The attorneys at Lewis & Keller have a deep understanding of eminent domain law and are committed to championing the rights of every client. If you are facing an eminent domain issue, we can help. We know this is a worrisome time for you and we are here to make it as hassle-free as possible. Our experience and dedication will give you the best chance to successfully navigate this process. Please contact us so we can discuss your specific situation and how we can help.
With our assistance, you will maximize your chances of getting fair compensation for your home or business property.
What Comes Next?
If it appears that your property may be affected by eminent domain, you can protect yourself by being proactive. Following the appropriate steps before your land is taken will increase your chances of receiving a favorable settlement for your property.
After contacting an eminent domain attorney from our firm for your cost-free consultation, these are the steps you should take to ensure you get the most out of this process:
- Refrain from applying for building permits and zoning changes.
- Keep up the appearance and condition of your property.
- Do not give the government a copy of appraisal reports, income statements, or other personal property information.
- Ask about relocation benefits that you may be eligible for.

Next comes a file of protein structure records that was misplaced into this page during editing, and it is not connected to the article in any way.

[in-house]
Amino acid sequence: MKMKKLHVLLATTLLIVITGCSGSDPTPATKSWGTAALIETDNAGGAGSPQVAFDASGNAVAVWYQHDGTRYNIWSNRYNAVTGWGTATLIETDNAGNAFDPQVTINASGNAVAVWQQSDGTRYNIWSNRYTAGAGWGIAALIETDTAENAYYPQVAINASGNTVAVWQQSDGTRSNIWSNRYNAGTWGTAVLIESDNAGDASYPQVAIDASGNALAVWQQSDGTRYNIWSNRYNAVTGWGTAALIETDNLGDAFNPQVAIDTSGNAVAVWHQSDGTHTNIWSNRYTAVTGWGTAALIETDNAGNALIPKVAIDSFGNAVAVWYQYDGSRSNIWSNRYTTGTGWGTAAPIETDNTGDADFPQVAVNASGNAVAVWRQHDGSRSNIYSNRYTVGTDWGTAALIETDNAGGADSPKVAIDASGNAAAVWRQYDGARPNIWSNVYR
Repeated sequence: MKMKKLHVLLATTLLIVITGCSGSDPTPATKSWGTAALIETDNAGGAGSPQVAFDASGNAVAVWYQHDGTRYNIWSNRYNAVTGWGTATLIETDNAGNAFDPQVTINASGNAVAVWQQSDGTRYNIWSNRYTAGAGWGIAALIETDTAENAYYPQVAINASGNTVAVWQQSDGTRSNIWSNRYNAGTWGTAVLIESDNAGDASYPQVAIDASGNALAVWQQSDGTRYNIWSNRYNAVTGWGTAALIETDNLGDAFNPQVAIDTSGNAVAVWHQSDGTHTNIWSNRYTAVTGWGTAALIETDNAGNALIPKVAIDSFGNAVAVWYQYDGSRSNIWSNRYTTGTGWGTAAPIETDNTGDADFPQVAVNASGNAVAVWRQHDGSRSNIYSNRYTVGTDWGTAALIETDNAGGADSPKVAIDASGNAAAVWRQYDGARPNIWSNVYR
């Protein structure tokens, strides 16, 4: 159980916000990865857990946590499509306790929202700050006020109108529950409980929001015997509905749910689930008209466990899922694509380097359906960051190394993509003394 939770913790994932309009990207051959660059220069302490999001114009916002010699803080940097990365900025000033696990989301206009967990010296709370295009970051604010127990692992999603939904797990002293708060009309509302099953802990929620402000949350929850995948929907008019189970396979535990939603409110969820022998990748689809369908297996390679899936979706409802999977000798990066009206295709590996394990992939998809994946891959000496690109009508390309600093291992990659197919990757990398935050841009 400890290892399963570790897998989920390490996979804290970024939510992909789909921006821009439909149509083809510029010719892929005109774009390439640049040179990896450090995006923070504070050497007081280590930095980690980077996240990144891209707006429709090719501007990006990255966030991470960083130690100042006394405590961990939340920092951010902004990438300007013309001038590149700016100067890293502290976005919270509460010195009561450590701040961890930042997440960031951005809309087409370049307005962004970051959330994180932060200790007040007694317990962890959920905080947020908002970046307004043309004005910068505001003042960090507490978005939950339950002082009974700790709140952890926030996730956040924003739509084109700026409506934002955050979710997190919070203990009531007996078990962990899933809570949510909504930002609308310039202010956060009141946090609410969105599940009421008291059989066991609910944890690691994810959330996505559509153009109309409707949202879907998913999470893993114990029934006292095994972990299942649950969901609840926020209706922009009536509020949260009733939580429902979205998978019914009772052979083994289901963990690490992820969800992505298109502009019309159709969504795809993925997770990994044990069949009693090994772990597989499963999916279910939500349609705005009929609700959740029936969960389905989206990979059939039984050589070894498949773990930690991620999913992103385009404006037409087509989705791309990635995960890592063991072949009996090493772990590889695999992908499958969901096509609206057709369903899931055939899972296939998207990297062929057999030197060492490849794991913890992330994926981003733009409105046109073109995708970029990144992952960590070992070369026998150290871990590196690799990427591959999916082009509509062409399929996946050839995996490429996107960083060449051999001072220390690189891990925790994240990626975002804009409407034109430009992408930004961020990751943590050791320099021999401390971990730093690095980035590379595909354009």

- Avoid sales contracts or listing agreements.
In some instances, you may also be approached by a property appraiser or representative of the government prior to the land being seized. It’s vital that you do not speak to any government representatives without first speaking to an attorney. Your statements may be recorded and used against you in the future to lower your settlement offer. Important questions that your attorney will likely ask or advise you to ask the government representative are:
- Is the proposed project funded?
- Will the government seize my property?
- Am I eligible for an “advanced acquisition”?
Every bit of information that you can obtain prior to your land being taken will help you in this process. This is because these details can be used by your team at Lewis & Keller to help fortify your lawsuit, ensuring that it is as strong as possible before going to court. We will make absolutely certain that the government has followed the proper fair notice steps.
Eminent Domain FAQs
How Can the D.O.T. Take My Property?
The D.O.T. may take private property for the “public good” where they determine that it is necessary to do so to provide safer and more modern highways. Their goal is to take into account the public’s well-being, feasible engineering, safety, and economic standpoints, and create the least amount of inconvenience or hardship for the public.